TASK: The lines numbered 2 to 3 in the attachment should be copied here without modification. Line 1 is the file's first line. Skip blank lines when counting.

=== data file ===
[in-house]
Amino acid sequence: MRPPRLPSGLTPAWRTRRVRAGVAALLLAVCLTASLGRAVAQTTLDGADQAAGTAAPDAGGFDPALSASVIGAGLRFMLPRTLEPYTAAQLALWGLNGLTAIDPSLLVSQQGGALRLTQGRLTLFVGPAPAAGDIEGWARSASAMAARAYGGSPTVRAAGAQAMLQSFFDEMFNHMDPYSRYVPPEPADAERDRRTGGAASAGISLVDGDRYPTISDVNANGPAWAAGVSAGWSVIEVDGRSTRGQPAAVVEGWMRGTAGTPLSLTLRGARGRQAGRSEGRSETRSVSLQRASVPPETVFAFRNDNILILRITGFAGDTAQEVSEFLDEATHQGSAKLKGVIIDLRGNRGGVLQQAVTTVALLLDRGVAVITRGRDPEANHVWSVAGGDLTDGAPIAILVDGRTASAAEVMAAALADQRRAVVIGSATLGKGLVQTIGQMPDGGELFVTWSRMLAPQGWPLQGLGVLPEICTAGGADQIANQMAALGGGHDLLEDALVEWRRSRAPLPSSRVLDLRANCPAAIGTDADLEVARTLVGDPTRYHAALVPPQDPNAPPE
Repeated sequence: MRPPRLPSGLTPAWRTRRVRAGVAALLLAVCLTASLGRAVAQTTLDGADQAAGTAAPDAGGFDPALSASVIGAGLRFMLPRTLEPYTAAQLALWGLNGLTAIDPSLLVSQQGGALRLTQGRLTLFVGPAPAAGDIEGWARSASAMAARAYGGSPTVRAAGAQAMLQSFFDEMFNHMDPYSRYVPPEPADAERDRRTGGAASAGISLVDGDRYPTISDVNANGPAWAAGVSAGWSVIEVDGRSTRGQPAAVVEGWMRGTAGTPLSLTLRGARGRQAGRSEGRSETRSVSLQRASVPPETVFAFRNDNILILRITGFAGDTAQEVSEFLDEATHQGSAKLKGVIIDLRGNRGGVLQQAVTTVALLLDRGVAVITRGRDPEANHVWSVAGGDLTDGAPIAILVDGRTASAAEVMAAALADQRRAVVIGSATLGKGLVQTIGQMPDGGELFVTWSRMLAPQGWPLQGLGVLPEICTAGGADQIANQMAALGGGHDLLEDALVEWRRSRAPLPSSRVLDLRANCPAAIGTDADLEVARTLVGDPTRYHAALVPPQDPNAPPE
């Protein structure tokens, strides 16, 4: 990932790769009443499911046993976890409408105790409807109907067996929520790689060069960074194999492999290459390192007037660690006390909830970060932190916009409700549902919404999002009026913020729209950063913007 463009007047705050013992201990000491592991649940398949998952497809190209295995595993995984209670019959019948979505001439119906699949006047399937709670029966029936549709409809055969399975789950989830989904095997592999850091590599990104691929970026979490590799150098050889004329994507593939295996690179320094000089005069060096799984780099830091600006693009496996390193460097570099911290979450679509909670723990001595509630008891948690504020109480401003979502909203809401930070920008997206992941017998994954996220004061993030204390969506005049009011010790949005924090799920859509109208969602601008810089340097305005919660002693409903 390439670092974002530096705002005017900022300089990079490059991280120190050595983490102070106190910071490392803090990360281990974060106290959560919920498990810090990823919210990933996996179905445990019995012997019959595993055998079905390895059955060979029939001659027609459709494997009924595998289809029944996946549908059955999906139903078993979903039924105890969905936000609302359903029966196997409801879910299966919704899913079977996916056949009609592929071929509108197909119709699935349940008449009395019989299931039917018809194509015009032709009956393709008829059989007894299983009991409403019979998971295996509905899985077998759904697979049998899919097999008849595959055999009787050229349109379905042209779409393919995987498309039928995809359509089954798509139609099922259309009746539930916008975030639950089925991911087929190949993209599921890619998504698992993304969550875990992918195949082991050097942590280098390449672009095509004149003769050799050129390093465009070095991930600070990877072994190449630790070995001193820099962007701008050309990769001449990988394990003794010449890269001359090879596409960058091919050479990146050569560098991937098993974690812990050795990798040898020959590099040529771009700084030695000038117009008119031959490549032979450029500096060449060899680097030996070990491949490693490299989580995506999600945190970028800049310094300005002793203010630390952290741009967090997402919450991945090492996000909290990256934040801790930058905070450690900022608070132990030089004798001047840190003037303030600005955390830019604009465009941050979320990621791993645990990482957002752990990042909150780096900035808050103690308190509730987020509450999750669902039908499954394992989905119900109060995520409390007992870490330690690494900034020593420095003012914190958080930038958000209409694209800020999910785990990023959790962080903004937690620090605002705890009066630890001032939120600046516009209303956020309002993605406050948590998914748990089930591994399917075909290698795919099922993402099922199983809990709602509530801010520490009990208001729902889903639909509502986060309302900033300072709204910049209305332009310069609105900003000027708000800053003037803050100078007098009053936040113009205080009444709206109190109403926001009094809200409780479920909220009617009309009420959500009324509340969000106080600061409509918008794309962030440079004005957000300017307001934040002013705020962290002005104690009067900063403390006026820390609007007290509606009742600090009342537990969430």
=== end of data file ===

Amino acid sequence: MRPPRLPSGLTPAWRTRRVRAGVAALLLAVCLTASLGRAVAQTTLDGADQAAGTAAPDAGGFDPALSASVIGAGLRFMLPRTLEPYTAAQLALWGLNGLTAIDPSLLVSQQGGALRLTQGRLTLFVGPAPAAGDIEGWARSASAMAARAYGGSPTVRAAGAQAMLQSFFDEMFNHMDPYSRYVPPEPADAERDRRTGGAASAGISLVDGDRYPTISDVNANGPAWAAGVSAGWSVIEVDGRSTRGQPAAVVEGWMRGTAGTPLSLTLRGARGRQAGRSEGRSETRSVSLQRASVPPETVFAFRNDNILILRITGFAGDTAQEVSEFLDEATHQGSAKLKGVIIDLRGNRGGVLQQAVTTVALLLDRGVAVITRGRDPEANHVWSVAGGDLTDGAPIAILVDGRTASAAEVMAAALADQRRAVVIGSATLGKGLVQTIGQMPDGGELFVTWSRMLAPQGWPLQGLGVLPEICTAGGADQIANQMAALGGGHDLLEDALVEWRRSRAPLPSSRVLDLRANCPAAIGTDADLEVARTLVGDPTRYHAALVPPQDPNAPPE
Repeated sequence: MRPPRLPSGLTPAWRTRRVRAGVAALLLAVCLTASLGRAVAQTTLDGADQAAGTAAPDAGGFDPALSASVIGAGLRFMLPRTLEPYTAAQLALWGLNGLTAIDPSLLVSQQGGALRLTQGRLTLFVGPAPAAGDIEGWARSASAMAARAYGGSPTVRAAGAQAMLQSFFDEMFNHMDPYSRYVPPEPADAERDRRTGGAASAGISLVDGDRYPTISDVNANGPAWAAGVSAGWSVIEVDGRSTRGQPAAVVEGWMRGTAGTPLSLTLRGARGRQAGRSEGRSETRSVSLQRASVPPETVFAFRNDNILILRITGFAGDTAQEVSEFLDEATHQGSAKLKGVIIDLRGNRGGVLQQAVTTVALLLDRGVAVITRGRDPEANHVWSVAGGDLTDGAPIAILVDGRTASAAEVMAAALADQRRAVVIGSATLGKGLVQTIGQMPDGGELFVTWSRMLAPQGWPLQGLGVLPEICTAGGADQIANQMAALGGGHDLLEDALVEWRRSRAPLPSSRVLDLRANCPAAIGTDADLEVARTLVGDPTRYHAALVPPQDPNAPPE